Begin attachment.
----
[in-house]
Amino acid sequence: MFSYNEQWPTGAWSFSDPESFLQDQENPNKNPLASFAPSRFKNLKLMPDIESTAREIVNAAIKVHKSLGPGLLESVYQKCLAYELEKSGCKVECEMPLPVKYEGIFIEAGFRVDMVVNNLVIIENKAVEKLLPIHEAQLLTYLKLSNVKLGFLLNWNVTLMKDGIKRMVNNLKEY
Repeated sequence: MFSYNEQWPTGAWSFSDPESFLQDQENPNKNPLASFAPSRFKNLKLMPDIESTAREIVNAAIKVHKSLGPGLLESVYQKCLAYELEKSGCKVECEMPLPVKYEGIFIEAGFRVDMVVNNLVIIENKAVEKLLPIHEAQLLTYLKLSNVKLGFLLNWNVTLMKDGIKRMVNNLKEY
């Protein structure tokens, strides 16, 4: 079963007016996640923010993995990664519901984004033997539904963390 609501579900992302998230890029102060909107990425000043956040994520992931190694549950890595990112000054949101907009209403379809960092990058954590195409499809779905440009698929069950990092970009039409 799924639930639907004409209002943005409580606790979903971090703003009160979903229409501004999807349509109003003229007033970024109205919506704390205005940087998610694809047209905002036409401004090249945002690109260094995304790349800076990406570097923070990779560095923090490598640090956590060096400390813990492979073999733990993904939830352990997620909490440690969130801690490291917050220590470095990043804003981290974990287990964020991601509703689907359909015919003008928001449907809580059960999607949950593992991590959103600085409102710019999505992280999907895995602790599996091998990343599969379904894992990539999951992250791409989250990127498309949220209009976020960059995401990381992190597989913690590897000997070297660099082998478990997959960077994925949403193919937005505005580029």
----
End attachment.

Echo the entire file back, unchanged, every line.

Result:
[in-house]
Amino acid sequence: MFSYNEQWPTGAWSFSDPESFLQDQENPNKNPLASFAPSRFKNLKLMPDIESTAREIVNAAIKVHKSLGPGLLESVYQKCLAYELEKSGCKVECEMPLPVKYEGIFIEAGFRVDMVVNNLVIIENKAVEKLLPIHEAQLLTYLKLSNVKLGFLLNWNVTLMKDGIKRMVNNLKEY
Repeated sequence: MFSYNEQWPTGAWSFSDPESFLQDQENPNKNPLASFAPSRFKNLKLMPDIESTAREIVNAAIKVHKSLGPGLLESVYQKCLAYELEKSGCKVECEMPLPVKYEGIFIEAGFRVDMVVNNLVIIENKAVEKLLPIHEAQLLTYLKLSNVKLGFLLNWNVTLMKDGIKRMVNNLKEY
């Protein structure tokens, strides 16, 4: 079963007016996640923010993995990664519901984004033997539904963390 609501579900992302998230890029102060909107990425000043956040994520992931190694549950890595990112000054949101907009209403379809960092990058954590195409499809779905440009698929069950990092970009039409 799924639930639907004409209002943005409580606790979903971090703003009160979903229409501004999807349509109003003229007033970024109205919506704390205005940087998610694809047209905002036409401004090249945002690109260094995304790349800076990406570097923070990779560095923090490598640090956590060096400390813990492979073999733990993904939830352990997620909490440690969130801690490291917050220590470095990043804003981290974990287990964020991601509703689907359909015919003008928001449907809580059960999607949950593992991590959103600085409102710019999505992280999907895995602790599996091998990343599969379904894992990539999951992250791409989250990127498309949220209009976020960059995401990381992190597989913690590897000997070297660099082998478990997959960077994925949403193919937005505005580029």